Because it’s just. Good design. It’s just the way that it creates content that is accessible for everyone. For us, you know, I think being able to work with Ablr, learning from Kim, who is like… 

Mike Iannelli: Amazing. 

MaryJo Birschbach: Amazing. She’s incredible. She really is. And, you know, just being able to learn and to stretch and to put on the glasses and the perspective of people who are engaging with content differently than I am. And I think that for us is, is the goal. We want to make sure that whatever we have available, because we are, we’re a remote organization, you know, we’re not stationed anywhere. The way that people find us is the web or social media. So we want to make that accessible to as many people as possible.

We’re still working on it. We’re not there. 100%. We are working on it. We are. And that’s all you can ask for. But, you know, without that support, I don’t think that we would have recognized it as quickly. Um, and having, having that, and then being able to act on it and say, okay, well, of these 84 things I have to fix, I can fix 52 of them and the rest, I’m going to need some help.

That is huge because you can’t fix something that you don’t know is wrong. And without Ablr, we wouldn’t have known that. So I’m appreciative of it and the guidance and answering all of my ridiculous questions. Cause I like to ask questions cause I’m learning. 

Mike Iannelli: You are learning and this is a huge starting point.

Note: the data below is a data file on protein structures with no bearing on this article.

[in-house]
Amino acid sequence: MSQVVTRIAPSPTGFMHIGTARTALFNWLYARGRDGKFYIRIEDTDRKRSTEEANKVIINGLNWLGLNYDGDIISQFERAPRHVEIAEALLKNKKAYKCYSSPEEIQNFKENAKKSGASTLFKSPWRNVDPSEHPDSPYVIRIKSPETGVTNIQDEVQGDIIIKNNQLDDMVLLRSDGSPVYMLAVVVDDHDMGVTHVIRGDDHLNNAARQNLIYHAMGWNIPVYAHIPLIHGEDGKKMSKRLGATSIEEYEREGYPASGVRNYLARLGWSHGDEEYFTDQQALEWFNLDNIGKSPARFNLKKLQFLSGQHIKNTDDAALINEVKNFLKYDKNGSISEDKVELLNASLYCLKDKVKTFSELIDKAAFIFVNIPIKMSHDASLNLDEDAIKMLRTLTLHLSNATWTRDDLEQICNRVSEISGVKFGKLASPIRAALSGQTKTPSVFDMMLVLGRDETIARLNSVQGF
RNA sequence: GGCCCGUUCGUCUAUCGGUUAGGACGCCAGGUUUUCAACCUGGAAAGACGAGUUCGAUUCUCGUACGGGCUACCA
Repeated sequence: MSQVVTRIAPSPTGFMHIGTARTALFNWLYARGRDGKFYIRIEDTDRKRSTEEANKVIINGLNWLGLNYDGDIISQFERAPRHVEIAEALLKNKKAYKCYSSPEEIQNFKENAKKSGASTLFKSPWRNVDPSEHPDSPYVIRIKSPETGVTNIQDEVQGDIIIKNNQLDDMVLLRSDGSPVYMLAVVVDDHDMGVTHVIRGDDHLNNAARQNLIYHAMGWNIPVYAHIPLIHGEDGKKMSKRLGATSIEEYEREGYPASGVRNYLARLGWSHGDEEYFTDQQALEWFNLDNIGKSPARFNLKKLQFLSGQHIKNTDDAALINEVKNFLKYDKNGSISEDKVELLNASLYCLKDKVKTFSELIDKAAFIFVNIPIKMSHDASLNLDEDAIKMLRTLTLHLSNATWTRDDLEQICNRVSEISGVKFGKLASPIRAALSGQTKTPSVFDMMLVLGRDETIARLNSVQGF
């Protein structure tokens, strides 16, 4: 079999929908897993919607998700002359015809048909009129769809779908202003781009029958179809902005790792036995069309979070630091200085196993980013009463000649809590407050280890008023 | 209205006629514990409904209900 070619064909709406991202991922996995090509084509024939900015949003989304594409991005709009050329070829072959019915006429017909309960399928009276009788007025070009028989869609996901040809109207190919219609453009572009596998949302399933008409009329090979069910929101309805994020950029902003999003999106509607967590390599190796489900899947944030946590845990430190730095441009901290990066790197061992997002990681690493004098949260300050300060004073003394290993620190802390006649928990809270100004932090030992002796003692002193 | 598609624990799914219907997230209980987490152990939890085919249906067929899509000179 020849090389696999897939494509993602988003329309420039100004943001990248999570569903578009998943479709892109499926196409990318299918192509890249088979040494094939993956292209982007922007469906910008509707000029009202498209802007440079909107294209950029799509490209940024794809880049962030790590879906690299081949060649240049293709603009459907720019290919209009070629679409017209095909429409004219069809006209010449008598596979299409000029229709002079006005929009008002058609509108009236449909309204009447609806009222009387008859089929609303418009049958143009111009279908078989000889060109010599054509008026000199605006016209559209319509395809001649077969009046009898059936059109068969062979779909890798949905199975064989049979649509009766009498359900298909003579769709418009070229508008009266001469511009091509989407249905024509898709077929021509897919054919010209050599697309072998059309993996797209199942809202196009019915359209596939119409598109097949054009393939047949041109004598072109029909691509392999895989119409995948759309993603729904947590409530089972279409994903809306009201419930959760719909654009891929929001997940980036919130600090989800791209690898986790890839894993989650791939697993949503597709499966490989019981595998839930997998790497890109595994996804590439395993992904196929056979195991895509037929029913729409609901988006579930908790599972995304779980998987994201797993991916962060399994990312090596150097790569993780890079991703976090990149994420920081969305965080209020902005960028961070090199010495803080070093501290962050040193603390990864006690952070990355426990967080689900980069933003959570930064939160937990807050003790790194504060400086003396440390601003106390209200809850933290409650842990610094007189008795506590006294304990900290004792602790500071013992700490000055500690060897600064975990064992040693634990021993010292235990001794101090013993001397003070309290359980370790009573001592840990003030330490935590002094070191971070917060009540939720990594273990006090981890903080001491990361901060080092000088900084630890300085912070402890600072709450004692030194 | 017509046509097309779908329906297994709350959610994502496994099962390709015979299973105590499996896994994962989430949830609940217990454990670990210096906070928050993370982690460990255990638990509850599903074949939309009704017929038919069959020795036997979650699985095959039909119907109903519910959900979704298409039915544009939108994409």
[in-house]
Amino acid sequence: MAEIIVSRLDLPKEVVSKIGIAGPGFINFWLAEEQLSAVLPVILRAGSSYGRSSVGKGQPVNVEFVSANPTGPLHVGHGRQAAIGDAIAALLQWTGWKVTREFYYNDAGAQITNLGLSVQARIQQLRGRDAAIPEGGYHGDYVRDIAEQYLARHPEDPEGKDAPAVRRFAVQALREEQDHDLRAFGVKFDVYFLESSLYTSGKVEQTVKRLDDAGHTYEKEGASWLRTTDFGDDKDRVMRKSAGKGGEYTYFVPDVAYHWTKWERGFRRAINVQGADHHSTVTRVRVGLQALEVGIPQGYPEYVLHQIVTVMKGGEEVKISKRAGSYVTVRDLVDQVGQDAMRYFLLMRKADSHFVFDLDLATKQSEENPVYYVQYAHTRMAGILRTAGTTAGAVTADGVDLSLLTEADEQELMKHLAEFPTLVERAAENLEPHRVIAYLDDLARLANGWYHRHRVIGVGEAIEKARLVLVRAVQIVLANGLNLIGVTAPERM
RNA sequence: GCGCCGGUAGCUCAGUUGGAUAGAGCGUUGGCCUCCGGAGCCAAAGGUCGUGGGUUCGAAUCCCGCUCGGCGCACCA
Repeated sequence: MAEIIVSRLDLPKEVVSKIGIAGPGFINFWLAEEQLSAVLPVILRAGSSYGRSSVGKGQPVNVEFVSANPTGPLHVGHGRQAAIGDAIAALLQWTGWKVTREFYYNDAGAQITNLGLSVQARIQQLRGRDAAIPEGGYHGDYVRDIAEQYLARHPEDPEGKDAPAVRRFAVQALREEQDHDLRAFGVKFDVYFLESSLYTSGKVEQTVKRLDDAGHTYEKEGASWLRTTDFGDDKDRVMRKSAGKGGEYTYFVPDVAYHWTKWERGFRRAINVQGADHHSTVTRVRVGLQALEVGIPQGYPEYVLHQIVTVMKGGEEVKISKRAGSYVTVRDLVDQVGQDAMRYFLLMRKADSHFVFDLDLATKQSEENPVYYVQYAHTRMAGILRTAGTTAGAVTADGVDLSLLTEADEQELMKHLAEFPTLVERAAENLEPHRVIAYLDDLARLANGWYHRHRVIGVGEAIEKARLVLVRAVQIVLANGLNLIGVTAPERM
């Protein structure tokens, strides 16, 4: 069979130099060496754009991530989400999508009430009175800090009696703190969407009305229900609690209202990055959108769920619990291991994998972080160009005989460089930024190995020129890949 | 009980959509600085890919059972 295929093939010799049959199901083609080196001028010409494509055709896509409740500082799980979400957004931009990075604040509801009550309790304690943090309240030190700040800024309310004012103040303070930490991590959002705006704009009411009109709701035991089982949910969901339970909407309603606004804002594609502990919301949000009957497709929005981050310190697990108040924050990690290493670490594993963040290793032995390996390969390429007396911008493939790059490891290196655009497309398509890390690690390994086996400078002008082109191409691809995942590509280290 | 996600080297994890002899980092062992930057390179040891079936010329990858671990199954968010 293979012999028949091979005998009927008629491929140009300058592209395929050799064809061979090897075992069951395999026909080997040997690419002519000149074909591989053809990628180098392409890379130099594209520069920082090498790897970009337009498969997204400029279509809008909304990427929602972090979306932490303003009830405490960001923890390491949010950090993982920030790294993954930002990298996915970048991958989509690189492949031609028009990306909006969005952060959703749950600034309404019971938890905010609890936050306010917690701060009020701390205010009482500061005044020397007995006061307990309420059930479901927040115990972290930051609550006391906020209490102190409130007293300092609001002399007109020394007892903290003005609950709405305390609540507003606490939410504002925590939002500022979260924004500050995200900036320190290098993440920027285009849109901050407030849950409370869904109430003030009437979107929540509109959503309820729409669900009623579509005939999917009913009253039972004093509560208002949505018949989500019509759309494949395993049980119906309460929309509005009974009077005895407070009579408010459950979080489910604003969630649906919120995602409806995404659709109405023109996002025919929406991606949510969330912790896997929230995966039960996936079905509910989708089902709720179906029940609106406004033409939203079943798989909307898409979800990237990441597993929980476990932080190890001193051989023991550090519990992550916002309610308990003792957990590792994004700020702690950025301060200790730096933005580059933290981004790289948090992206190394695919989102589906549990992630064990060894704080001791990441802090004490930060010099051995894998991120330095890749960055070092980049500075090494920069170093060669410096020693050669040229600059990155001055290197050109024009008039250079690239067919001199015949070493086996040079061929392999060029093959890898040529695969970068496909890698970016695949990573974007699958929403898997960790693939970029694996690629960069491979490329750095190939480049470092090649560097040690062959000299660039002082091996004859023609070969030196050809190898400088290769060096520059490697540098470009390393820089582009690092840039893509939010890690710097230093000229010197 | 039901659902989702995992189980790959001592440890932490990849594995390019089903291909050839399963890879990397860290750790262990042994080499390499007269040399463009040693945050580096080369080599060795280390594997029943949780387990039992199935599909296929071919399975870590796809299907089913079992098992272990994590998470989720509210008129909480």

Museums are evolving, arts are evolving, the culture is evolving and I’m super excited about like every, every aspect of life will become universal. Like everything we do will be universal. Where do you see the consortium going in your association as it evolves? As you guys are saying, Hey, we’re, doing accessibility work, we’re doing inclusion work and we have the, that’s why I love associations.

You have the ability to touch so many people. Where do you see, or what have you felt so far, what are you excited about in the future? 

MaryJo Birschbach: I’m excited to just be able to share, you know, share with our members, here’s how you can do things. Or, you know, if you’re running into this issue, let me help you. I think that for me is the most exciting, you know, we deal with a lot of technology and so knowing how do I make this adaptable. How do I make this accessible for people? And then being able to support them in doing that. And it’s the small things, right? We deal with a lot of videos, for instance. And so encouraging our members, you need to be captioning your videos. If you, you know, you have to consider having audio descriptions for your videos.

You have to be aware. And it’s, it’s not easy to, I did my first video, um, and it is not easy, uh, just because for me, it was just like, am I saying the right thing? Am I including the right information? I want to, I want to make sure that it’s, it’s beneficial, right? If you’re going to do it. 

Mike Iannelli: Yeah. 

MaryJo Birschbach: Do it right.

Mike Iannelli: Yeah. 

MaryJo Birschbach: And that’s my goal. Yeah. But sometimes I think about it a little too much. But anyway. 

Mike Iannelli: Same. 

MaryJo Birschbach: I get in my head about it. I’m like, is that right? I don’t know. I’m going to do it again. 

Mike Iannelli: Stop overthinking.